We don’t care how many times we’ve heard this ominous opening riff—or that singer Brian Johnson is wearing the worst pair of dad jeans we’ve ever seen in this video—it still sends goose bumps “up and down our spines” every time we hear it. This isn’t just one of AC/DC’s best guitar moments, it’s one of mankind’s greatest moments, period. But the part of this song we really love is when rhythm guitarist Malcolm Young goes into those funky syncopations during brother Angus’s blistering guitar solo.
“Highway to Hell” (Official Video)
This official video will teach you a few things. First, pay close attention to how AC/DC guitarist Angus Young adds that F# on the low E string while playing a D chord to give it some dimension. It’s a simple, but cool little technique. Next, watch how rhythm guitarist Malcolm makes the song explode by patiently waiting until the chorus to leap in. And finally, pay close attention to the sartorial elegance of singer Bon Scott. Nothing says you’re on a “Highway to Hell” more than a sleeveless jean jacket.
“Thunderstruck” (Official Video)
Okay, you simply can’t talk about AC/DC’s best guitar moments without including “Thunderstruck,” but not for the reason you might think. Yes, Angus Young’s opening cascade of hammer-ons and pull-offs is brilliantly executed, making it the subject of endless AC/DC guitar tabs. But what makes this song really cook is Malcolm Young’s brilliant rhythm guitar that kicks in at the 0:50 mark on this video. We would argue that replicating his groove on that one chord for friggin’ two solid minutes is infinitely harder than playing Angus’s opening lick...or “Eruption” by Van Halen, for that matter.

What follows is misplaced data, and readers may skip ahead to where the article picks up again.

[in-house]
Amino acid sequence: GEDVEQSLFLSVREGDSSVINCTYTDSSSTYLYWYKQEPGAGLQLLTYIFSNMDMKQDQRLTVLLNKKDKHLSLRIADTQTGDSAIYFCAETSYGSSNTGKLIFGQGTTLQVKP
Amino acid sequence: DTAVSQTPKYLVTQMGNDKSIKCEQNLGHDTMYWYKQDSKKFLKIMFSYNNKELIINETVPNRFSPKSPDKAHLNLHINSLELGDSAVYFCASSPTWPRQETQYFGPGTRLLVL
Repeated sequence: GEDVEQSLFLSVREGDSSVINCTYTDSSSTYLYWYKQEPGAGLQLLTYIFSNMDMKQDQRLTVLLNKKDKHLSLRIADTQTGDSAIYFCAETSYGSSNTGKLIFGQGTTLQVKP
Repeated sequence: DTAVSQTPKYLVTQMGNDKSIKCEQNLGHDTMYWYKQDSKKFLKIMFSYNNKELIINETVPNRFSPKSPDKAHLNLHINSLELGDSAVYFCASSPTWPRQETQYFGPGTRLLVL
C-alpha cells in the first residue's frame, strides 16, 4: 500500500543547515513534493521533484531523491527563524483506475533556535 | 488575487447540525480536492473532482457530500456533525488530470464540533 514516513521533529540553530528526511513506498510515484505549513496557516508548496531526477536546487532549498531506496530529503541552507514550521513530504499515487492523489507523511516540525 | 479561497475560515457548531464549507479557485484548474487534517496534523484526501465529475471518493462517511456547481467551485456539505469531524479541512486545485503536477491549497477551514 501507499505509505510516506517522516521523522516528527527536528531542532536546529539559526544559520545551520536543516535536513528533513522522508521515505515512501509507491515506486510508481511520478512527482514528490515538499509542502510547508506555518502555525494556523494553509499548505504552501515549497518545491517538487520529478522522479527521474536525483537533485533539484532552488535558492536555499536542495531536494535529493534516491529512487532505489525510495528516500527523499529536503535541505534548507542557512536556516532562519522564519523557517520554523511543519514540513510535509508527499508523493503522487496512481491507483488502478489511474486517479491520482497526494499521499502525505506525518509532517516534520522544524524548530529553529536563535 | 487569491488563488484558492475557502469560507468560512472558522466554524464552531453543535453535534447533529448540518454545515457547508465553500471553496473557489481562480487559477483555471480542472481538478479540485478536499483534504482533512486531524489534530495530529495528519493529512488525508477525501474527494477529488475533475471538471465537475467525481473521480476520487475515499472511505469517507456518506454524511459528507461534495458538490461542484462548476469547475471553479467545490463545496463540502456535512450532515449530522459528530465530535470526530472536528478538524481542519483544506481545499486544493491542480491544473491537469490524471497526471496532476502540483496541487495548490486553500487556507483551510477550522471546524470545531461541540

“Let There Be Rock” Live at the Apollo, Glasgow, 1978
AC/DC once sang, “It’s a long way to the top if you wanna rock and roll.” Truth is, it didn’t take them all that long, because they learned very quickly how to destroy clubs like the one in this video on a regular basis back in 1978. This video of them playing “Let There Be Rock” is a college education in 7 minutes on how to be an incredible band. As original singer Bon Scott explains how rock music was invented, Angus and Malcolm show you how it's done, using little more than three chords, a handful of blues licks and an unending amount of energy.
“You Shook Me All Night Long” (Official Video)